No ring and when I looked up from my search, no Chevy. He had disappeared into the tall grasses around us- we’ve had so much rain he could just poof, disappear. He likes to mosey off to look for fun creatures, I wasn’t too worried as he always reappears, in 10 minutes or an hour, he always comes back.
One time he flushed a deer from this very spot, he chased close to her heels as she zigged and zagged, trying to shake him. She crossed the road and jumped a fence. So did he. I could hear heavy breathing as she plunged into the woods 30 acres away. He came back ten minutes later, heaving and breathing heavy, himself.
But this time, he didn’t come back. I called and called. My son and I searched until 2am. No Chev. That night, I was lying in bed when I heard his bark, it was 3 am. I went outside and called, no Chev. I sat out there for an hour, he never barked again.
Next day, more searching, the hills and woods held no clues. We expanded miles past our home, nothing. We made flyers, we called pounds and vets. Friday at 3 am that bark again, I went outside again, called and fell silent, hoping to hear him again, I was trying to get a read on where the bark was coming from. No more barking.
Saturday morning, I was up early, walking towards where I believed the bark was from, behind Tim’s barn. My neighbor, Margo had heard it, too. No luck. All day Saturday there were false sightings. I drove for miles, handing out flyers. A woman had seen him an hour from here. Someone on the next road had heard barking.
I knew these weren’t him. He is a wanderer, not an escapee, he comes home, an hour tops, and he keeps his circle close to home, even on the trail of a deer, nipping at a deer’s heels, he will circle back in a bit when he is worn out. I was devastated. I was sure, despite the barks, he was gone.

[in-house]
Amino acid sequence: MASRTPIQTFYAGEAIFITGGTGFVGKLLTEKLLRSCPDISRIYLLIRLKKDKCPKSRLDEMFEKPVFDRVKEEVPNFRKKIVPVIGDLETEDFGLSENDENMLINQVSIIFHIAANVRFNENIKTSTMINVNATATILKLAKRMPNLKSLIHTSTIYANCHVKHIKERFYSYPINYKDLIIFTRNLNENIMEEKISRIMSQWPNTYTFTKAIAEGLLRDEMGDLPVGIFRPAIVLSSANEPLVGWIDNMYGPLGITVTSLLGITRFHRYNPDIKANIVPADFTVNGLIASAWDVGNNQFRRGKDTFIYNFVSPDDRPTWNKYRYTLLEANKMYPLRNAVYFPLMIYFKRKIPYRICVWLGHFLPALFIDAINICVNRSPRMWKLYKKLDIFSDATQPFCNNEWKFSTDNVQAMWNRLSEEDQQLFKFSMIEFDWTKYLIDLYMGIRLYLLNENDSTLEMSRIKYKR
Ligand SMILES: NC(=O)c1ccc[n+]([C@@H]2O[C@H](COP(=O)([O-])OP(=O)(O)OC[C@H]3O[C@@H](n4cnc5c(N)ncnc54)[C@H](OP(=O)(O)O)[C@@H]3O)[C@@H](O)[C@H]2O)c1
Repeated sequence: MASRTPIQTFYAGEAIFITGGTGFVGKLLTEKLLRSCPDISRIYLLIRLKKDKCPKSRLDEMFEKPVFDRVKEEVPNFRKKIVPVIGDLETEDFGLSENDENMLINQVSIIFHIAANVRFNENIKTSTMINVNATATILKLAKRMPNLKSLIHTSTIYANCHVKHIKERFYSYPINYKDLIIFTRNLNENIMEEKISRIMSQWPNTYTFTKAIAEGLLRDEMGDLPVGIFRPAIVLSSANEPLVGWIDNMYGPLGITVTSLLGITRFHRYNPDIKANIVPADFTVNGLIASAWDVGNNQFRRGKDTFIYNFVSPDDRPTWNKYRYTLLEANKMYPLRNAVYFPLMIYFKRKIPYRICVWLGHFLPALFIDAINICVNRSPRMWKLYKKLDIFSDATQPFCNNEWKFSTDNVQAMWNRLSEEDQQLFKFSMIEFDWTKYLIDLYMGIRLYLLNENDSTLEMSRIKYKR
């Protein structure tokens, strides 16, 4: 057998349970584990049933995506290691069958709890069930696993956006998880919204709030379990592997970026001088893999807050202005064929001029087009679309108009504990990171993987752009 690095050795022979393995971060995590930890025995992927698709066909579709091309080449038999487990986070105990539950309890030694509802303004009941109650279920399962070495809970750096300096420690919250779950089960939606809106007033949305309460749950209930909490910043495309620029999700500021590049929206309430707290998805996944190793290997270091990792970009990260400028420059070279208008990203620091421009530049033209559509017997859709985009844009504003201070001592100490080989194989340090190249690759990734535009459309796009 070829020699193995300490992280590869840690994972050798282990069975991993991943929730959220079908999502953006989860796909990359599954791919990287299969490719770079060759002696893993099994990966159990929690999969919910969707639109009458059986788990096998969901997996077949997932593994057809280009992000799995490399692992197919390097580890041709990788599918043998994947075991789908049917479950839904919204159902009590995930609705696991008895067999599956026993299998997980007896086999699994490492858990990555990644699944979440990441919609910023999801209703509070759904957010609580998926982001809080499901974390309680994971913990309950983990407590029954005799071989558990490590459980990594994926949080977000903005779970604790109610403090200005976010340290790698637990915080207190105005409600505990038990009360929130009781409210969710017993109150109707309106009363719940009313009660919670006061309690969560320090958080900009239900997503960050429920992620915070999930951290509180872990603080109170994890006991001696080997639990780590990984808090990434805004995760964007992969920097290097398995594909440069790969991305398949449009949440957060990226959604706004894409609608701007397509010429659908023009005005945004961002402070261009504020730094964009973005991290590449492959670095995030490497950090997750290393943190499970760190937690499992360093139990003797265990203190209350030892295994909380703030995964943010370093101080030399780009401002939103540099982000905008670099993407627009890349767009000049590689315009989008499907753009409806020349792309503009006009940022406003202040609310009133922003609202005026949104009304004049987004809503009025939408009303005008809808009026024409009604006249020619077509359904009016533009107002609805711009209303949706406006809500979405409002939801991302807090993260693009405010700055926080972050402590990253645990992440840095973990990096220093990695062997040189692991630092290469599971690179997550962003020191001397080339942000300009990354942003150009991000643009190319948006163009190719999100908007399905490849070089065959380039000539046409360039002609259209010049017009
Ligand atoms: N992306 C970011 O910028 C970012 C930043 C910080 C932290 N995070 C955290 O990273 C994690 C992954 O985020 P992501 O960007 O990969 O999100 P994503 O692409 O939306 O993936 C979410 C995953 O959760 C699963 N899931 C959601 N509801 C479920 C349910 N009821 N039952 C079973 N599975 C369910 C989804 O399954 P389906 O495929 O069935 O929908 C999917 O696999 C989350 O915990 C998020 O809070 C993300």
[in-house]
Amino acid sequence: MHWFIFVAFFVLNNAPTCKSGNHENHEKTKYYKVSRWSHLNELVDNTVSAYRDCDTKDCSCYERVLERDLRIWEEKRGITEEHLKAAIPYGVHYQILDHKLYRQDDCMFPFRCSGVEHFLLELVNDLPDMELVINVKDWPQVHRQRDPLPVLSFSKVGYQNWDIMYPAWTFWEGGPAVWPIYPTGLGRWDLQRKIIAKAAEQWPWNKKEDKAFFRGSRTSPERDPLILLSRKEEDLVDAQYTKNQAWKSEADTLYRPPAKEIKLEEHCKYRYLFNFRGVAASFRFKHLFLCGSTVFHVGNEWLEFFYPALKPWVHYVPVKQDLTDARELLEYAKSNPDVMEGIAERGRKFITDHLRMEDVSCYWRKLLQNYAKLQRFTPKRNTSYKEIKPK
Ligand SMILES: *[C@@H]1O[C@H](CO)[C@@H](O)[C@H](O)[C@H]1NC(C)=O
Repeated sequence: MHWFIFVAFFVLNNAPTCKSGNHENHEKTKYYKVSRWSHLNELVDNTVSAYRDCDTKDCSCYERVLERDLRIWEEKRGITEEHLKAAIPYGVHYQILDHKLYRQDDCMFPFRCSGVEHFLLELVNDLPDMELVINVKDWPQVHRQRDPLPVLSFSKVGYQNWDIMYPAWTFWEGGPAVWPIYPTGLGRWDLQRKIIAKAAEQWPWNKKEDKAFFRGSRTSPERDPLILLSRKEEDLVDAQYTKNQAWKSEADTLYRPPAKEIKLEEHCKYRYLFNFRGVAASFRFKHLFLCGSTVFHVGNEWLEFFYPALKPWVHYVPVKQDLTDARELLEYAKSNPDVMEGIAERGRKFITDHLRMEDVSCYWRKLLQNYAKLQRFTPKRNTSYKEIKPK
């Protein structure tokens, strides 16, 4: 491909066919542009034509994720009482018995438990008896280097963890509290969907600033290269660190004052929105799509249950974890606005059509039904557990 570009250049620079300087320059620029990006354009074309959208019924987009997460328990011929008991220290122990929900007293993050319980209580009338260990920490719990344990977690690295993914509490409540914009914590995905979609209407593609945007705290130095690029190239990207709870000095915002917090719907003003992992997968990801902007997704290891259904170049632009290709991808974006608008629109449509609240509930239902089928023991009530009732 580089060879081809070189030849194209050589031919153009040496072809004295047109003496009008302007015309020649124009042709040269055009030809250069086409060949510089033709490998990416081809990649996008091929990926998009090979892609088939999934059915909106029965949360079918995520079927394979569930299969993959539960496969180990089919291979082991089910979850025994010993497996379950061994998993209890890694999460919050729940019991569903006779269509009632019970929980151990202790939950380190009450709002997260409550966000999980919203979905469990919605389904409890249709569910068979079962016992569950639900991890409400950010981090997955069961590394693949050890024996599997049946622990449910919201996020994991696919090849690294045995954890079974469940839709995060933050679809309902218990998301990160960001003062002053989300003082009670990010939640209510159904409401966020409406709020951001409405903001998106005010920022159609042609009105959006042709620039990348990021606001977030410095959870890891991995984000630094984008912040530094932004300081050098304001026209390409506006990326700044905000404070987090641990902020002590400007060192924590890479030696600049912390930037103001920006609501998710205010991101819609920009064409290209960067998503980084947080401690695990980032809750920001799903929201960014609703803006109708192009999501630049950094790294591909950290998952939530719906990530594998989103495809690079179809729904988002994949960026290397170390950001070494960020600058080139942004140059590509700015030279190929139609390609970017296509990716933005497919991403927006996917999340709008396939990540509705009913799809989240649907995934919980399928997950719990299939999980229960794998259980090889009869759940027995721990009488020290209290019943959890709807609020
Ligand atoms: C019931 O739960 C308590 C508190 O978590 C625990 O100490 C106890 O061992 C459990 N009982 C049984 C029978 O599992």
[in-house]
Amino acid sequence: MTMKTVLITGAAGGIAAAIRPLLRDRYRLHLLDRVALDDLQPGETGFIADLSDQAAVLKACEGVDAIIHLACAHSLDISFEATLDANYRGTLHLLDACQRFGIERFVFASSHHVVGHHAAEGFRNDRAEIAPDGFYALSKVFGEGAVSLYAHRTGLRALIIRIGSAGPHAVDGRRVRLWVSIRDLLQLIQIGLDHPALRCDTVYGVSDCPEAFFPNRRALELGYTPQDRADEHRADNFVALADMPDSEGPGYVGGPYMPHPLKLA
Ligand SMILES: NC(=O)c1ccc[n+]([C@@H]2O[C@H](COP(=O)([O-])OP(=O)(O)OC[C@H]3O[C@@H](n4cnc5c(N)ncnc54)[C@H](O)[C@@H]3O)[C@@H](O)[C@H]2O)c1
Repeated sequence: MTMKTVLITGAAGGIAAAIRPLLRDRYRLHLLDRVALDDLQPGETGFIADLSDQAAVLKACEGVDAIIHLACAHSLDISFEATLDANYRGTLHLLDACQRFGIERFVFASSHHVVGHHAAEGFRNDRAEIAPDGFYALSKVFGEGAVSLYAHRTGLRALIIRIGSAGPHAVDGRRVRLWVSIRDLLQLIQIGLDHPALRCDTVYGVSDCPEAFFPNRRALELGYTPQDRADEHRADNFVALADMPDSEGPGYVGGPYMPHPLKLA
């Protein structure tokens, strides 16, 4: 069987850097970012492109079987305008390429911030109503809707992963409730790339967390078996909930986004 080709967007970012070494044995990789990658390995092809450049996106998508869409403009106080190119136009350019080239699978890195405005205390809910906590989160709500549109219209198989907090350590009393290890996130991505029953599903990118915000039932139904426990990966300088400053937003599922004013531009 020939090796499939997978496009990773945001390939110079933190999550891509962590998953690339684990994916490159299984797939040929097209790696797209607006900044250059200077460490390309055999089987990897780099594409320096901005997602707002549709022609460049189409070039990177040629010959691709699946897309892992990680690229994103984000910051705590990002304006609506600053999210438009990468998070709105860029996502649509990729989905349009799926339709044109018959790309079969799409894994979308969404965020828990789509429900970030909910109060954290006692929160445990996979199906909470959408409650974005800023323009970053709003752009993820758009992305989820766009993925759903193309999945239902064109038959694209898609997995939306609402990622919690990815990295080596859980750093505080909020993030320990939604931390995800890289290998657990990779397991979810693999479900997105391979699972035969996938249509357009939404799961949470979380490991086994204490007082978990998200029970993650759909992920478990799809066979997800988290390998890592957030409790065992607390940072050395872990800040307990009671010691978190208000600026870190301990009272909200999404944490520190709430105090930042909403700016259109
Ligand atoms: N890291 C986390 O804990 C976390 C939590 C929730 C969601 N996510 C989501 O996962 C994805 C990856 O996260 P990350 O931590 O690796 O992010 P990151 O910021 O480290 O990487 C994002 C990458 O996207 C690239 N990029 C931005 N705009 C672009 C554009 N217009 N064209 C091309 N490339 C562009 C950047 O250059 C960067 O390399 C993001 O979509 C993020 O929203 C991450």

My fear was his leash was caught and he was strangled in a panic to escape. This deep sorrow was actually, I believe, the realization of how much I love this guy, how much he has been my touchstone for the past two years of my journey into the middle of nowhere. How much I need this guy. We aren’t done, I kept thinking, please.
He is my photographer’s assistant. Every meaningful photo I have taken, save the past few days, he has been by my side. A gorgeous close up of his eye was my first test photo for the aluminum prints I have had so much success with. He is a subject in all of my photography shows. He is in every image, in spirit.
Despite being sure he was gone, my feet wouldn’t stop walking the woods and the fields he loves so much. About to give up, I gave it one more walk, an hours walk, no luck. Returning home, behind Tim’s barn, I heard a bark. I stood on a hill and looked at his barn, I texted Connor, come back, I hear him, he’s here, meet me at Tim’s barn. I scoured the barn with my eyes, calling his name. No answer. I got closer, I called and called. Is he in there? It is a behemoth of an old barn, you could lose an elephant in there.
A bark! The burdock in front of me, down the hill towards the barn rustled, shook and I called again, it shook harder, he is there! Chevron! You are ALIIIIIIIIIVE, I yelled, My baby lives!
I fought my way through giant weeds to the burdock, he was their wagging and wriggling and licking my face as I unspooled his mangled leash from the base of the giant weed. Nearby was the gopher hole he’d been trying to reach.
Oh my god, I love this guy.
He dragged me to the creek, joyously flying through weeds for his first full drink of water in 3 days. And, relief.
That is the story.